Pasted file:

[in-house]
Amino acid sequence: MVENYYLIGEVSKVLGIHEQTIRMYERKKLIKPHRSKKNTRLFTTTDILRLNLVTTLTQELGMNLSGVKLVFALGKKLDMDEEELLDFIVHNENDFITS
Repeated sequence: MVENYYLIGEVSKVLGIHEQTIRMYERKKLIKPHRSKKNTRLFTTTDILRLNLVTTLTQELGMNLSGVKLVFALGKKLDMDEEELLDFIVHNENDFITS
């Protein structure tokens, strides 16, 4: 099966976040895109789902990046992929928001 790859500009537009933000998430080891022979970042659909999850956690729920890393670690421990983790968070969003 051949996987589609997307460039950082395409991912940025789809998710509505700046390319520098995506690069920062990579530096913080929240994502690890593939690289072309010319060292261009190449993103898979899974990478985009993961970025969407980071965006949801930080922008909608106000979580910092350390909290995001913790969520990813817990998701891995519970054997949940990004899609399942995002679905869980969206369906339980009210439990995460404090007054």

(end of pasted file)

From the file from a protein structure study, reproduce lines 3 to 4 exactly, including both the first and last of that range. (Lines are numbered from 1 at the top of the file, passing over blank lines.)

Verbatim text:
Repeated sequence: MVENYYLIGEVSKVLGIHEQTIRMYERKKLIKPHRSKKNTRLFTTTDILRLNLVTTLTQELGMNLSGVKLVFALGKKLDMDEEELLDFIVHNENDFITS
């Protein structure tokens, strides 16, 4: 099966976040895109789902990046992929928001 790859500009537009933000998430080891022979970042659909999850956690729920890393670690421990983790968070969003 051949996987589609997307460039950082395409991912940025789809998710509505700046390319520098995506690069920062990579530096913080929240994502690890593939690289072309010319060292261009190449993103898979899974990478985009993961970025969407980071965006949801930080922008909608106000979580910092350390909290995001913790969520990813817990998701891995519970054997949940990004899609399942995002679905869980969206369906339980009210439990995460404090007054």